Contact-tracing apps have consistently been hailed by governments as a key tool in fighting the spread of, but we’ve yet to see many of them released to the public.
On Thursday morning I awoke to discover a COVID-19 contact-tracing app was finally available for me to download. Except the app I ended up downloading wasn’t the one I’d initially anticipated.
Back in March, as the world was waking up to the realities of the coronavirus and was starting to go into lockdown, the government in the UK, where I live, boasted that it had already started work on a contact-tracing app that would be ready by May. Spoiler alert: It wasn’t. And it’s still not ready, and I’ve ended up using a different solution altogether.
Contact tracing is a long-established form of finding out who might’ve been exposed to a disease by asking someone with a diagnosis who else they’ve recently been in contact with. The digital version is effectively the same as the traditional approach, but instead of health professionals asking questions, your phone keeps an anonymized record of the people you’ve crossed paths with, using Bluetooth and a dedicated app, and it lets you know if you need to get a test.
From the start, the UK government put its app right at the center of its track and trace strategy. The app would be essential for tackling the spread of COVID-19 and reopening the economy when the time came, officials said.
Initially the UK went with a centralized model for its app, which meant that all data collected through the app would be uploaded to and processed by a central database. This would allow for the gathering of a certain amount of public health data, as opposed to a decentralized model, which involves data being stored on people’s personal devices and processed fully anonymously only when necessary.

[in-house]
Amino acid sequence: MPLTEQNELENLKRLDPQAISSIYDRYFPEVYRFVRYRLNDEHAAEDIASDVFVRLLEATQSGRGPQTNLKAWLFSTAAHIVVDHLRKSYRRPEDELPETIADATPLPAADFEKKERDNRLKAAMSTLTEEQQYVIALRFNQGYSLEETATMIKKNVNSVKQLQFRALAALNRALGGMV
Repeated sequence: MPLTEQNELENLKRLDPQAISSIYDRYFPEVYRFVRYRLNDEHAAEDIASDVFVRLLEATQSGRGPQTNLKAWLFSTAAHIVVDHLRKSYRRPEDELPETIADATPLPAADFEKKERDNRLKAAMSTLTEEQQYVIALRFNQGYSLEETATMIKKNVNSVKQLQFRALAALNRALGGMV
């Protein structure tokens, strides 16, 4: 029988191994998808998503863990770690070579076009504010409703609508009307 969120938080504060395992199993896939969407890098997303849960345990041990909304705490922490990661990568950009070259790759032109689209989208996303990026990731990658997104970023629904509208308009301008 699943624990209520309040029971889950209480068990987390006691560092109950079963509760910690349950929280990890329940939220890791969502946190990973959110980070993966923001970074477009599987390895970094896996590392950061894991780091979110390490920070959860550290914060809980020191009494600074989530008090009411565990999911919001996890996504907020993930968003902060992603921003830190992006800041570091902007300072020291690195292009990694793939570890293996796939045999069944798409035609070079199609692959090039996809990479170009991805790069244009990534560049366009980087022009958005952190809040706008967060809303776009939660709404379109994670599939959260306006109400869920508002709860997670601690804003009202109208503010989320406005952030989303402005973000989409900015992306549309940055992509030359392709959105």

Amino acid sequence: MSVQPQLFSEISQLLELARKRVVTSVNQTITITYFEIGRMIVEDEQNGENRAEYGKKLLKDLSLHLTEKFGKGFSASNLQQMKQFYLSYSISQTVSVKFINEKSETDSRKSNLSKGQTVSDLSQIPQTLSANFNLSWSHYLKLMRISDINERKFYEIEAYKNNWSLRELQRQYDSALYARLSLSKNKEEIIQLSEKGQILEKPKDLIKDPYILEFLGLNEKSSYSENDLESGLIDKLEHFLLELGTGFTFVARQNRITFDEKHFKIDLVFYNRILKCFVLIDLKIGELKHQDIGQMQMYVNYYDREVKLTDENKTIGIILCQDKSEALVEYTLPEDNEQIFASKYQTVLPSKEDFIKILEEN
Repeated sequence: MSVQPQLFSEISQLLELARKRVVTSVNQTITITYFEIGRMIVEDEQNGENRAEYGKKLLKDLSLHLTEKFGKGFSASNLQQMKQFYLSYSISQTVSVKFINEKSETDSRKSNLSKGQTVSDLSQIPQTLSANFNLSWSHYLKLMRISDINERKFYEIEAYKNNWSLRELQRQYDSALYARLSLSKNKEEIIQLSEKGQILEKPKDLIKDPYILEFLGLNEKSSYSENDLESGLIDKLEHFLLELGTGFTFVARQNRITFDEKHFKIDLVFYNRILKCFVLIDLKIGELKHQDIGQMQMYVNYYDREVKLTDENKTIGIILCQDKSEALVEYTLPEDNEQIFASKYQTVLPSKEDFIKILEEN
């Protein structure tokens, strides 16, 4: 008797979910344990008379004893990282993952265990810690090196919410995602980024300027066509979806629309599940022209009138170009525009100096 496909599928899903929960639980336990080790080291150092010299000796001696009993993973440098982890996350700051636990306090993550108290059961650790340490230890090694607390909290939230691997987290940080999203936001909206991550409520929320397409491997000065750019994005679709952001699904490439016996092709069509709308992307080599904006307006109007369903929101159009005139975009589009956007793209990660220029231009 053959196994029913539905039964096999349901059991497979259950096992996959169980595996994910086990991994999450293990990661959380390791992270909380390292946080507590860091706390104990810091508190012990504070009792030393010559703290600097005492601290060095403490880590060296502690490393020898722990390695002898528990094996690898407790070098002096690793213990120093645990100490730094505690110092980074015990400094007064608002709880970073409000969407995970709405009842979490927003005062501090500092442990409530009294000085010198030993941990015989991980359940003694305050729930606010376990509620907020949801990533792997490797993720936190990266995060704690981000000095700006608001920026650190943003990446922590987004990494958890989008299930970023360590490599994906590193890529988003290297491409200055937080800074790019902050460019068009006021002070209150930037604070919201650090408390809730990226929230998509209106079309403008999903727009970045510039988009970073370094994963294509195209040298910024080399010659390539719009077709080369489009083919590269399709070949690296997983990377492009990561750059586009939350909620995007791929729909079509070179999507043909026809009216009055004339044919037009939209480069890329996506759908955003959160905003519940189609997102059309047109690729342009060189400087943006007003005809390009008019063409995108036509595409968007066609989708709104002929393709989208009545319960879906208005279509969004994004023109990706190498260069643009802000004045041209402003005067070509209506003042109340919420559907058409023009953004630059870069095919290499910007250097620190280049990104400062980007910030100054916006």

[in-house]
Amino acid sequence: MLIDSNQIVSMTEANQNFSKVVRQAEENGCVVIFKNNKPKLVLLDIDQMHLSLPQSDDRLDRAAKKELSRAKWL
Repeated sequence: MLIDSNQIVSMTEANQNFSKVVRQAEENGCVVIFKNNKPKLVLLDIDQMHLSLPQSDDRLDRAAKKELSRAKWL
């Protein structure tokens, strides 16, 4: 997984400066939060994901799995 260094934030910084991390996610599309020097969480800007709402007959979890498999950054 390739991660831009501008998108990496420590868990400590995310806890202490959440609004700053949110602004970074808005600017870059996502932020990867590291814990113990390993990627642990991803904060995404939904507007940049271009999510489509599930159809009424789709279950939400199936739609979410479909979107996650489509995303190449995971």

Privacy experts warned the government, and other governments working on similar projects, that the centralized model was a data privacy nightmare and that people might not trust the app, resulting in them not downloading and using it. Meanwhile, technical experts pointed out an even bigger flaw in the centralized approach: Apple’s rules for apps meant that data collected in the background via Bluetooth (an essential part of how digital contact tracing works) couldn’t be uploaded to a centralized database.
Effectively, they were saying that the app the UK government was building wouldn’t work properly on iPhones.
But even when Apple and Google together released a protocol to help people build decentralized contact-tracing apps that would work properly on phones, the UK didn’t change its approach. It said Apple and Google would slow it down, and it pressed ahead with trials and with promising that its software would be available to members of the public within weeks…Read more>>